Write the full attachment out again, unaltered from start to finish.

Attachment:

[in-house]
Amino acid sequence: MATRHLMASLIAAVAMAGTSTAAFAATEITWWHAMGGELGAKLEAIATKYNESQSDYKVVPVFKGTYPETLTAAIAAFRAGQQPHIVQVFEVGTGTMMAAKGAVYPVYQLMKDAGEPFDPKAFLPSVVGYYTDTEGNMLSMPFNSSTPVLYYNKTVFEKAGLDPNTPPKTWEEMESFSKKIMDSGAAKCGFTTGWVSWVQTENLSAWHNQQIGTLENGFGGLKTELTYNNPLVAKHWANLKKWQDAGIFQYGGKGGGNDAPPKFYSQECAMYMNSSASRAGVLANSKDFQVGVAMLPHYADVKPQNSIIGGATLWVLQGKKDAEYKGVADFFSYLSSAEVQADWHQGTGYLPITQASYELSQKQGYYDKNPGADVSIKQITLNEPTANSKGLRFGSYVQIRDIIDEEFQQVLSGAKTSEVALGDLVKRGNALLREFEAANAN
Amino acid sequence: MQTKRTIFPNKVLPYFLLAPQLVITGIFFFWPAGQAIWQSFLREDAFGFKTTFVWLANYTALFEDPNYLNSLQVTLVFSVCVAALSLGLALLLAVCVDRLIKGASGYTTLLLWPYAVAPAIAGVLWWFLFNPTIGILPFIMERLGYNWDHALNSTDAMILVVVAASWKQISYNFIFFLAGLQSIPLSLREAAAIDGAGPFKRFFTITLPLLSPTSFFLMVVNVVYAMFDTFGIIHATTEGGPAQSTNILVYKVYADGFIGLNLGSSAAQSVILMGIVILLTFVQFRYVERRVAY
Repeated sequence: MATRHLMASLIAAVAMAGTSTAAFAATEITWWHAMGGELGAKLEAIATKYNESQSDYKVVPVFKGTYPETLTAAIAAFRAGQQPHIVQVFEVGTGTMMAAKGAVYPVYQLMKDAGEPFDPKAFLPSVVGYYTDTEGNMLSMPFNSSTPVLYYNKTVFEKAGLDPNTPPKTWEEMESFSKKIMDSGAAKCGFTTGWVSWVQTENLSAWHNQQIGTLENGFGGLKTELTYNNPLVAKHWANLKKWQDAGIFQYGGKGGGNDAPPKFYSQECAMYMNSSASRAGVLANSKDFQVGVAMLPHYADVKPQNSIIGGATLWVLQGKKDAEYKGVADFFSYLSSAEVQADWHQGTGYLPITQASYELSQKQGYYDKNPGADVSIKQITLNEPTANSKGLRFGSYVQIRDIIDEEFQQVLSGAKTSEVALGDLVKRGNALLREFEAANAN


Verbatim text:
[in-house]
Amino acid sequence: MATRHLMASLIAAVAMAGTSTAAFAATEITWWHAMGGELGAKLEAIATKYNESQSDYKVVPVFKGTYPETLTAAIAAFRAGQQPHIVQVFEVGTGTMMAAKGAVYPVYQLMKDAGEPFDPKAFLPSVVGYYTDTEGNMLSMPFNSSTPVLYYNKTVFEKAGLDPNTPPKTWEEMESFSKKIMDSGAAKCGFTTGWVSWVQTENLSAWHNQQIGTLENGFGGLKTELTYNNPLVAKHWANLKKWQDAGIFQYGGKGGGNDAPPKFYSQECAMYMNSSASRAGVLANSKDFQVGVAMLPHYADVKPQNSIIGGATLWVLQGKKDAEYKGVADFFSYLSSAEVQADWHQGTGYLPITQASYELSQKQGYYDKNPGADVSIKQITLNEPTANSKGLRFGSYVQIRDIIDEEFQQVLSGAKTSEVALGDLVKRGNALLREFEAANAN
Amino acid sequence: MQTKRTIFPNKVLPYFLLAPQLVITGIFFFWPAGQAIWQSFLREDAFGFKTTFVWLANYTALFEDPNYLNSLQVTLVFSVCVAALSLGLALLLAVCVDRLIKGASGYTTLLLWPYAVAPAIAGVLWWFLFNPTIGILPFIMERLGYNWDHALNSTDAMILVVVAASWKQISYNFIFFLAGLQSIPLSLREAAAIDGAGPFKRFFTITLPLLSPTSFFLMVVNVVYAMFDTFGIIHATTEGGPAQSTNILVYKVYADGFIGLNLGSSAAQSVILMGIVILLTFVQFRYVERRVAY
Repeated sequence: MATRHLMASLIAAVAMAGTSTAAFAATEITWWHAMGGELGAKLEAIATKYNESQSDYKVVPVFKGTYPETLTAAIAAFRAGQQPHIVQVFEVGTGTMMAAKGAVYPVYQLMKDAGEPFDPKAFLPSVVGYYTDTEGNMLSMPFNSSTPVLYYNKTVFEKAGLDPNTPPKTWEEMESFSKKIMDSGAAKCGFTTGWVSWVQTENLSAWHNQQIGTLENGFGGLKTELTYNNPLVAKHWANLKKWQDAGIFQYGGKGGGNDAPPKFYSQECAMYMNSSASRAGVLANSKDFQVGVAMLPHYADVKPQNSIIGGATLWVLQGKKDAEYKGVADFFSYLSSAEVQADWHQGTGYLPITQASYELSQKQGYYDKNPGADVSIKQITLNEPTANSKGLRFGSYVQIRDIIDEEFQQVLSGAKTSEVALGDLVKRGNALLREFEAANAN